Apart from its latest EV push, Alibaba has been developing driverless driving technology. In 2018, Alibaba set up an autonomous driving lab under its global research arm Damo Academy. The tech giant is also a major backer of the domestic EV startup Xpeng Motors.


Search engine giant Baidu in January established a joint venture with China's largest private automaker Zhejiang Geely Holding Group to make smart electric vehicles.

Baidu, which has been transitioning into an AI powerhouse, has been investing in autonomous driving technology since 2013. In 2017, Baidu launched Apollo, a self-driving platform. Apollo launched driverless car-hailing services on May 2. The Apollo project is separate from Baidu's joint venture with Geely. But Apollo's smart driving capabilities will be applied in manufacturing the first Baidu-Geely car model.


On March 31, Xiaomi CEO Lei Jun announced the smartphone maker would set up an EV subsidiary, and said the company would invest $10 billion over the next decade in the smart EV business.


Didi Chuxing, China's car-hailing unicorn, perhaps is the closest to the EV business among the tech companies that have recently moved to make cars.

In 2019, Didi Chuxing formed a joint venture with the domestic automaker BYD to make EVs designed for ride-hailing services. BYD is the controlling shareholder of the venture.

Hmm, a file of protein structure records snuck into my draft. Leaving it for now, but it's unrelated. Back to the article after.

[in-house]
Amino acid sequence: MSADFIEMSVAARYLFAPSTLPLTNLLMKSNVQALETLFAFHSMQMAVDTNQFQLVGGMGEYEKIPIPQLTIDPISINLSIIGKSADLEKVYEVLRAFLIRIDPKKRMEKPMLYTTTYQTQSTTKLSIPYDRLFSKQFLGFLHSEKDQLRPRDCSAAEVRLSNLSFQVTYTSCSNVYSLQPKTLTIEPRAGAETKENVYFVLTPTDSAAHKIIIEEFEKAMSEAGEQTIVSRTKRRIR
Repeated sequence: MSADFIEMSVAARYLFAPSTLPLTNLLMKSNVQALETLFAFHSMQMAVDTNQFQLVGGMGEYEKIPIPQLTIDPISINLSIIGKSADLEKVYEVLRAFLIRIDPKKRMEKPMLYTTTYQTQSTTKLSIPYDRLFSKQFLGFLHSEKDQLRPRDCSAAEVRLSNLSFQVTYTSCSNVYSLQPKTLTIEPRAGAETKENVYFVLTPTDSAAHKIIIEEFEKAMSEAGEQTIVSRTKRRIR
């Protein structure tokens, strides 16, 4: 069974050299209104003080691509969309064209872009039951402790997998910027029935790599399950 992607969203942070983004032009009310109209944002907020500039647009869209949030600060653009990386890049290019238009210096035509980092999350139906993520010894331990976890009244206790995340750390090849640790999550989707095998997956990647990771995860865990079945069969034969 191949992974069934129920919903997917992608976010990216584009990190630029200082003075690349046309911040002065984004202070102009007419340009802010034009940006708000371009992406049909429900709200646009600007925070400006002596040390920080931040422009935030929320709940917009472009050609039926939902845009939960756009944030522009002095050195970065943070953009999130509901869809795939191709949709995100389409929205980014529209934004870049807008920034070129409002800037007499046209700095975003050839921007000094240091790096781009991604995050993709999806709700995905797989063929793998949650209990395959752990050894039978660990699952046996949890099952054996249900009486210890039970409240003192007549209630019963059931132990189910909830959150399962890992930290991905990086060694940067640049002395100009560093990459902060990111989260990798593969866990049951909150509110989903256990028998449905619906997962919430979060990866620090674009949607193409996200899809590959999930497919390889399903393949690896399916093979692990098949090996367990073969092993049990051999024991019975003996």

On April 18, Didi Chuxing announced a partnership with Volvo to develop self-driving cars for a planned future self-driving taxi fleet.

In a separate attempt to step up its EV making efforts, Didi is also building an EV subsidiary, for which it's actively poaching talents from automakers, according to the Chinese financial publication LatePost.


On April 19, Huawei, the world's largest telecom equipment maker (and one battered by U.S. sanctions), signaled its pursuit of the EV market by unveiling an electric car with the HarmonyOS operating system, the Huawei-built OS powering its phones. The vehicle, Arcfox Alpha S, was co-developed by Huawei's driverless car solutions arm and a subsidiary of the state-owned carmaker BAIC Group. Reuters reported in late April that Huawei is also considering taking control of a domestic automaker's EV unit.